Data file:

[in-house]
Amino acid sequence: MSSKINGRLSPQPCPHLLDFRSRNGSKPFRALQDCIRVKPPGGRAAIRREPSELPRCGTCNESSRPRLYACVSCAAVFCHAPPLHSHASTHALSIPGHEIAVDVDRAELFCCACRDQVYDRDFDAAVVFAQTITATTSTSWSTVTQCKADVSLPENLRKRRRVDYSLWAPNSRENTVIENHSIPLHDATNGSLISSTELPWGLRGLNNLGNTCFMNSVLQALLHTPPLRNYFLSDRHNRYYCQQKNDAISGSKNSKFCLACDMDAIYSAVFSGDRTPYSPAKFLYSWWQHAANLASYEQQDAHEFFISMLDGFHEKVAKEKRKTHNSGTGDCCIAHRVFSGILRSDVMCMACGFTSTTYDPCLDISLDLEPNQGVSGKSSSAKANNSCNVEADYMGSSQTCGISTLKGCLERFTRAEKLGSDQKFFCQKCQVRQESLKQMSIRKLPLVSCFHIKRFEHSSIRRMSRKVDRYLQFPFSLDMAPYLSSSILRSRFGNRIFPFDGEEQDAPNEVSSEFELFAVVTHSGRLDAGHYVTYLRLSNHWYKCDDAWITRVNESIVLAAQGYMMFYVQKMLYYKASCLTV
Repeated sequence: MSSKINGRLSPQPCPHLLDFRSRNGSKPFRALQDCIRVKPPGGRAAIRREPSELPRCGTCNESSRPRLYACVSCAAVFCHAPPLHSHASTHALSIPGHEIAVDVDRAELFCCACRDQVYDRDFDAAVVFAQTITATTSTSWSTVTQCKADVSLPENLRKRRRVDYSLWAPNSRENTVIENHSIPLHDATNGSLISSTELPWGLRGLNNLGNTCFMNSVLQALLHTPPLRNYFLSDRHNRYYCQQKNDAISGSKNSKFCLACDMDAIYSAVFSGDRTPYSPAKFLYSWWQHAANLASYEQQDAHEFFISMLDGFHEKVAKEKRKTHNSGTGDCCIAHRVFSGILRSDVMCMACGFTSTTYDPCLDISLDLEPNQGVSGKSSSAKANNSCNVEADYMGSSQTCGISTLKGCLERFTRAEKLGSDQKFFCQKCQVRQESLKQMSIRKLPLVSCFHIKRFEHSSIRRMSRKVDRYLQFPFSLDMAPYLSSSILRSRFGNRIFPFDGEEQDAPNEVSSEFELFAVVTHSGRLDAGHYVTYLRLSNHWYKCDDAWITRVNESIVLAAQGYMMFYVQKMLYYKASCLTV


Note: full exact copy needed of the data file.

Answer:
[in-house]
Amino acid sequence: MSSKINGRLSPQPCPHLLDFRSRNGSKPFRALQDCIRVKPPGGRAAIRREPSELPRCGTCNESSRPRLYACVSCAAVFCHAPPLHSHASTHALSIPGHEIAVDVDRAELFCCACRDQVYDRDFDAAVVFAQTITATTSTSWSTVTQCKADVSLPENLRKRRRVDYSLWAPNSRENTVIENHSIPLHDATNGSLISSTELPWGLRGLNNLGNTCFMNSVLQALLHTPPLRNYFLSDRHNRYYCQQKNDAISGSKNSKFCLACDMDAIYSAVFSGDRTPYSPAKFLYSWWQHAANLASYEQQDAHEFFISMLDGFHEKVAKEKRKTHNSGTGDCCIAHRVFSGILRSDVMCMACGFTSTTYDPCLDISLDLEPNQGVSGKSSSAKANNSCNVEADYMGSSQTCGISTLKGCLERFTRAEKLGSDQKFFCQKCQVRQESLKQMSIRKLPLVSCFHIKRFEHSSIRRMSRKVDRYLQFPFSLDMAPYLSSSILRSRFGNRIFPFDGEEQDAPNEVSSEFELFAVVTHSGRLDAGHYVTYLRLSNHWYKCDDAWITRVNESIVLAAQGYMMFYVQKMLYYKASCLTV
Repeated sequence: MSSKINGRLSPQPCPHLLDFRSRNGSKPFRALQDCIRVKPPGGRAAIRREPSELPRCGTCNESSRPRLYACVSCAAVFCHAPPLHSHASTHALSIPGHEIAVDVDRAELFCCACRDQVYDRDFDAAVVFAQTITATTSTSWSTVTQCKADVSLPENLRKRRRVDYSLWAPNSRENTVIENHSIPLHDATNGSLISSTELPWGLRGLNNLGNTCFMNSVLQALLHTPPLRNYFLSDRHNRYYCQQKNDAISGSKNSKFCLACDMDAIYSAVFSGDRTPYSPAKFLYSWWQHAANLASYEQQDAHEFFISMLDGFHEKVAKEKRKTHNSGTGDCCIAHRVFSGILRSDVMCMACGFTSTTYDPCLDISLDLEPNQGVSGKSSSAKANNSCNVEADYMGSSQTCGISTLKGCLERFTRAEKLGSDQKFFCQKCQVRQESLKQMSIRKLPLVSCFHIKRFEHSSIRRMSRKVDRYLQFPFSLDMAPYLSSSILRSRFGNRIFPFDGEEQDAPNEVSSEFELFAVVTHSGRLDAGHYVTYLRLSNHWYKCDDAWITRVNESIVLAAQGYMMFYVQKMLYYKASCLTV